Losses show how far Jazz lag behind powerful Spurs
SALT LAKE CITY (AP) - Coach Gregg Popovich modeled his San Antonio Spurs after the small-market Utah Jazz, following the lead of Jerry Sloan, who had a no-nonsense style and hard-nosed players.
If the first two games of their first-round Western Conference matchup are any indication, the Jazz still have a long way to go to regain the swagger of the good old days under Sloan, Karl Malone and John Stockton.
They have lost two games by 46 points combined, including Wednesday night's 31-point blowout loss that had coach Tyrone Corbin talking about starting over. Game 3 is Saturday night.
"We got to learn our lessons from it and scrap it, and then start over,'' said Corbin, who is looking for his first postseason victory since taking over as Jazz head coach following Sloan's abrupt retirement on Feb. 10, 2011.
The only good news for the Jazz is they have been much better at home, going 25-8, compared to 11-22 on the road during the regular season.
They also score 4 1/2 more points at home, give up six fewer on average and shoot better overall.
Even that may not be enough against a Spurs team that has stars, depth and a knockout mentality.
"It's tough. Tough loss for us,'' Corbin said of Utah's second-worst playoff loss ever. "But you know what, these guys did what they're supposed to do on their home court and win these two ball games. We got to make sure to get our mindset to go home and win some games.''
Corbin opted not to make his team available to the media on Thursday, though players indicated there would be plenty of film study to figure out what went wrong.
Plenty was obvious without looking at replays.
The Jazz couldn't shoot - or as Popovich said, "They couldn't throw it in the ocean.''
Utah shot just 34.4 percent, and until NBA D-League call-up Blake Ahearn hit a 3-pointer with 29 seconds remaining, the Jazz were 0 for 5 from beyond the arc - an issue that plagued them much of the year until their late-season run.
They shot 26 percent from 3-point range in December, 30 percent in January, 31 percent in February, 32 percent in March and 38 percent in April.
By comparison, the Spurs entered the playoffs as the top-rated 3-point team in the NBA - shooting 39 percent and making more than twice as many (562) as the Jazz (273). And Manu Ginobili acknowledges he hasn't even found his postseason rhythm yet.
The players the Jazz have touted as leaders - Al Jefferson, Paul Millsap and Devin Harris - shot just 11 for 33 Wednesday night. Harris, who seemingly found his rhythm in April to get Utah to the postseason, has just three assists and 12 points in two playoff games.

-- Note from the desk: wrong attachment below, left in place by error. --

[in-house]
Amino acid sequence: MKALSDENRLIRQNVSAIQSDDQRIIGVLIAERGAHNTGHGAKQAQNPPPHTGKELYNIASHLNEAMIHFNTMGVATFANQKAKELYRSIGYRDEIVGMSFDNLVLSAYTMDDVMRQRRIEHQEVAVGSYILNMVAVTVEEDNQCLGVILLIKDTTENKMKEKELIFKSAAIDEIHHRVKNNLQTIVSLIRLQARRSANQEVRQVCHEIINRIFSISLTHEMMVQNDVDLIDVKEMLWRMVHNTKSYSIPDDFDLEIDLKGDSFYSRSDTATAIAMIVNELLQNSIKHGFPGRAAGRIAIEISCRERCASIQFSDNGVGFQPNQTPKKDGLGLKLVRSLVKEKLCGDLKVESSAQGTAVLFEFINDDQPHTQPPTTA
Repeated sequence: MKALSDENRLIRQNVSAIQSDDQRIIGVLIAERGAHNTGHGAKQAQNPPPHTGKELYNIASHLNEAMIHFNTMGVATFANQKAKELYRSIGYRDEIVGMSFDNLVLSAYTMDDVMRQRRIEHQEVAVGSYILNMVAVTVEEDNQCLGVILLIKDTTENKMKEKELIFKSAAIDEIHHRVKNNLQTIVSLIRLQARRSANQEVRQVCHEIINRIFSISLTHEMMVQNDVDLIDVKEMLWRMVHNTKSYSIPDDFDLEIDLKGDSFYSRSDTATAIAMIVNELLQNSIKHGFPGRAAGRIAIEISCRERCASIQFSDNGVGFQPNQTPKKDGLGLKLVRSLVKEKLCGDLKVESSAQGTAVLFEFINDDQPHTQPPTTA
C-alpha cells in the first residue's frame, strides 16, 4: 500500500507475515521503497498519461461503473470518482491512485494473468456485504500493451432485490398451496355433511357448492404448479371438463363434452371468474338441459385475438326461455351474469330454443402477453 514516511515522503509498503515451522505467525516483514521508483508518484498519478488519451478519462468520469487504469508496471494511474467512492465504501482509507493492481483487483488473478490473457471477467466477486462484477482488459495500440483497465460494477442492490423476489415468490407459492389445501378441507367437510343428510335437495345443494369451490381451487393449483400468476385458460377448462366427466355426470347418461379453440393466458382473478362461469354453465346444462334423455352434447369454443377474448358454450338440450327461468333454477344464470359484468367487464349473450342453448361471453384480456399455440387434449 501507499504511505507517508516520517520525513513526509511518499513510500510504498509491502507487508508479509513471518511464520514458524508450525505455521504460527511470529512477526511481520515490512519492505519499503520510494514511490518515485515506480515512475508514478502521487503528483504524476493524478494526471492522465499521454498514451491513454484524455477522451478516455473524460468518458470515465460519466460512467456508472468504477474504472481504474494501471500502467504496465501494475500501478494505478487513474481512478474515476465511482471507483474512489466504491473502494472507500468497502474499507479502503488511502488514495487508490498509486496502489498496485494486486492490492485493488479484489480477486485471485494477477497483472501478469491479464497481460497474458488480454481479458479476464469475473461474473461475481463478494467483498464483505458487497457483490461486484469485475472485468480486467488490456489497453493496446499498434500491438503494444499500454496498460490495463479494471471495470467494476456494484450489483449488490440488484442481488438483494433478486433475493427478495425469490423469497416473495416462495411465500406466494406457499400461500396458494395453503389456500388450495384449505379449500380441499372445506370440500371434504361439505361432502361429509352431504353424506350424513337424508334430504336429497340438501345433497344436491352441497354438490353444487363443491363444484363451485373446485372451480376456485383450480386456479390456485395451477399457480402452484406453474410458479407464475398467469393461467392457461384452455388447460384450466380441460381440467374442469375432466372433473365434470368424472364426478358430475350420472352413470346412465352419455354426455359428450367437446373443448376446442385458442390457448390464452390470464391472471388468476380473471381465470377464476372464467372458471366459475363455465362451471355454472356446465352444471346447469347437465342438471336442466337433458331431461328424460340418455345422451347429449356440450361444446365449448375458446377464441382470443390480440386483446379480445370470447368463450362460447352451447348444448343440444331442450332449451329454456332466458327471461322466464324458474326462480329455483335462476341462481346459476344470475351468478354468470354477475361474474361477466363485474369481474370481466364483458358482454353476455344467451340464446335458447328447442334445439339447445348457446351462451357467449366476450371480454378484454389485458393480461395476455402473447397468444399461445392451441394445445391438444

Corbin has walked a fine line all season between sticking with veterans and moving toward a youth movement.
Fans who have wanted to see more out of second-year pro Derrick Favors now have more fuel. While the 6-foot-10 forward was on the bench Wednesday, the Spurs went on a 22-2 second-quarter run.
Of course, the run coincided with the return of Tony Parker and Tim Duncan.
Parker is smart enough to know the series isn't over despite San Antonio's 2-0 lead, especially since it switches to an arena he called one of the five-toughest venues for opponents.
He likened Salt Lake City to playing in Europe, except without batteries or coins being tossed by fans.
"Since I've been here, when it was back with Karl Malone and John Stockton, suddenly there's no more calls,'' Parker said. "It's like super-physical and you're like, `What happened?' It's almost like no referees. It's great (in Utah). I like the atmosphere.''
Popovich spoke eloquently about the Jazz, and how the organization has done things with class, without braggadocio or "moaning or groaning'' to the media.
"They set the tone and example for that,'' Popovich said of wanting to model his team after the Jazz. "And, of course, Jerry did it on the court with the consistency and hard-nosed players and demanding that all the players compete at a high level unselfishly. We've tried to emulate that as best we could.''
While the Jazz are taking steps to rediscover the core that helped them to playoff success for so many years, the Spurs just roll right along.
Parker wants to make sure there's no letup now.
"We definitely know they'll play better at home, with a lot more energy and shoot a lot better,'' Parker said. "So we have to match that. We don't want to give them any hope.''
That's all Corbin can count on at this point.
"The fans have been tremendous,'' he said. "We play better at home. It's always been that way with a young team.''
Notes: Popovich said reserve center Tiago Splitter (left wrist bone bruise) is probable for Game 3 Saturday. The Spurs will travel Friday.